11-02-2012, 10:48 AM
Hmmm, would it be possible to stash an inflatable raft and paddle at work or somewhere? Wonder how feasible it would be to use something like that across the bay, it *seems* viable.

renardsubtil
11-02-2012, 11:15 AM
Awesome, keep the ideas coming....

Money, that's a good idea, I don't have that in my tin.

A bike would be a great idea but there's really no place for me to store one (I work in the financial district).

I'll have to look into a 72 hour pack, I imagine that would be a very good idea as well - prolly much more realistic than my survival tin.


Hmmm, would it be possible to stash an inflatable raft and paddle at work or somewhere? Wonder how feasible it would be to use something like that across the bay, it *seems* viable.

Luckily I'm next to the Ferry building so I would "hope" at least that would be intact.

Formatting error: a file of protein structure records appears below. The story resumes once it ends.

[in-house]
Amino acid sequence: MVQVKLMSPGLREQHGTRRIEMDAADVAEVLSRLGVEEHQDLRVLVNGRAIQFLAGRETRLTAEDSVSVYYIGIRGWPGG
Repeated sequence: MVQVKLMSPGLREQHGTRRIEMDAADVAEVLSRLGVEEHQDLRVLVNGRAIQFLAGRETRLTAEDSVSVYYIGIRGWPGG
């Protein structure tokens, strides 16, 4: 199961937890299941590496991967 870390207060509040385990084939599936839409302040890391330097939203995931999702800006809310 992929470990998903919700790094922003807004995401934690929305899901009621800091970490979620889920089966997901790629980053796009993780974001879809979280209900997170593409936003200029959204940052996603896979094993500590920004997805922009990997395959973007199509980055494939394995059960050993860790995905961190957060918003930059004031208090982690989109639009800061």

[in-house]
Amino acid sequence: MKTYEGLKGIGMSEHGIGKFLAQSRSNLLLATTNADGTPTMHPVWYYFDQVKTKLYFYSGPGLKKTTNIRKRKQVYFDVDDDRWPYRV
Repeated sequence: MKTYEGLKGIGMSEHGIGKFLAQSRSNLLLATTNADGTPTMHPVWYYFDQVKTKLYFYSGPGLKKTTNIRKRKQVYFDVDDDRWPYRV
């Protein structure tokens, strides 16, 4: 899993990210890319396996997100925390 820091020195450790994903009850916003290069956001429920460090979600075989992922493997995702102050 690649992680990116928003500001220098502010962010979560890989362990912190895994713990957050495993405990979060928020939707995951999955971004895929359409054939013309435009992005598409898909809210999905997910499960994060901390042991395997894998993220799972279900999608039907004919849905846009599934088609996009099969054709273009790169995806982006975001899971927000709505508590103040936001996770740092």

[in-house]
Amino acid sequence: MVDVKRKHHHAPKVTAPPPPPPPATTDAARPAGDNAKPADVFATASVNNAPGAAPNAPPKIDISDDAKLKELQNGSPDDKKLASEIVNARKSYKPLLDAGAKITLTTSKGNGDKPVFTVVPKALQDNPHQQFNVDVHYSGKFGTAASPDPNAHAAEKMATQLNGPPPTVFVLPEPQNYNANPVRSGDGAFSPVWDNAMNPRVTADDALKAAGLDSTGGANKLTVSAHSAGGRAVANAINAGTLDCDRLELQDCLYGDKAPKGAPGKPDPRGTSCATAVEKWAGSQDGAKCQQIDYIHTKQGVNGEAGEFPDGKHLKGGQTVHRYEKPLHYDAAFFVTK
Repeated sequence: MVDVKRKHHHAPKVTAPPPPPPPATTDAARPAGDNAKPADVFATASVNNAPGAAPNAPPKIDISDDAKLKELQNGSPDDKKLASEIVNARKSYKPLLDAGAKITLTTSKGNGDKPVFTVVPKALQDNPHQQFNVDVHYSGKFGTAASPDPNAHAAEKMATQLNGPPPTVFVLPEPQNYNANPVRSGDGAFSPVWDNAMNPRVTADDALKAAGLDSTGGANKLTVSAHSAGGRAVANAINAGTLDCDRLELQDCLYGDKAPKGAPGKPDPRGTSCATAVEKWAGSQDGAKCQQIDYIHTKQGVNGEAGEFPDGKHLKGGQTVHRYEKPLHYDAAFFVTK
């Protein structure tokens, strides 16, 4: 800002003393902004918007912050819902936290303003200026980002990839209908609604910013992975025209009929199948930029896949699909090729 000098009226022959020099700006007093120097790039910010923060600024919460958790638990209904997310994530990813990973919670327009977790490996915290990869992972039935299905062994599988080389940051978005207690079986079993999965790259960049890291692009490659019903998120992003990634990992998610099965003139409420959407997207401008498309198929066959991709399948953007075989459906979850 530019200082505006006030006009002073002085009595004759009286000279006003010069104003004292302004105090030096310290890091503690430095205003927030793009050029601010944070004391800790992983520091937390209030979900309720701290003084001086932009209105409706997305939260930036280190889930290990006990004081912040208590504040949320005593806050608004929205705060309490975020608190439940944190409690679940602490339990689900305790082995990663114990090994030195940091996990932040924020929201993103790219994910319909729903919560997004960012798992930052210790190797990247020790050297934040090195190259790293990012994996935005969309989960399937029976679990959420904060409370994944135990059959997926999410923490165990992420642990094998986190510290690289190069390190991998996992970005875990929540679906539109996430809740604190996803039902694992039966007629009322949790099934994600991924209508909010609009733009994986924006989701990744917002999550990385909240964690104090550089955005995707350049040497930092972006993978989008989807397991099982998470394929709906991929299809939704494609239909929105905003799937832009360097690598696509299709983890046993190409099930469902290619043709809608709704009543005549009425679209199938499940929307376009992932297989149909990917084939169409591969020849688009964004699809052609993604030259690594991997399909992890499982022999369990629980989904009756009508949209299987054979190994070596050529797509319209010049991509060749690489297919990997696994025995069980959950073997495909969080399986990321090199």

ExAcHog
11-02-2012, 11:42 AM
As for the bike storage....

If the BART bike locker thing does not work out:

1. See if your building has a maintenance supervisor. Tell him you want to keep a bike at work. Could he lock it up in a maintenance area?
(Maybe offer him $50 for his trouble, or does he have a favorite whiskey?)
You both keep a key, he has one in case bike needs to be moved.
Not the greatest, but better than nothing.

2. Remember, that cash in your 72 hour bag could also buy a bike from someone who doesn't have far to go.

3. Mark on a map the DOZENS & DOZENS of places in the city that rent bikes. Offer $200 cash to a kid making min wage and I think you will have a bike.

badreligion
11-02-2012, 12:15 PM
I don't know what it is exactly you do or what your working conditions are like but here is an idea I came up with for my wife. She works in an office building and has her own cubicle. She goes to the gym before work everyday so she always has a medium sized gym bag with her at her desk. Her gym bag acts like camouflage for her as she brings things into the office to stash. She keeps a file box under her desk in the corner that she has stored some basic supplies that will help her in case of an emergency. Things like a quality flashlight and head lamp with extra batteries, a change of more rugged clothing and shoes, a few things of food, a few bottles of water, a small advanced first aid kit, a small prybar, 550 cord, etc.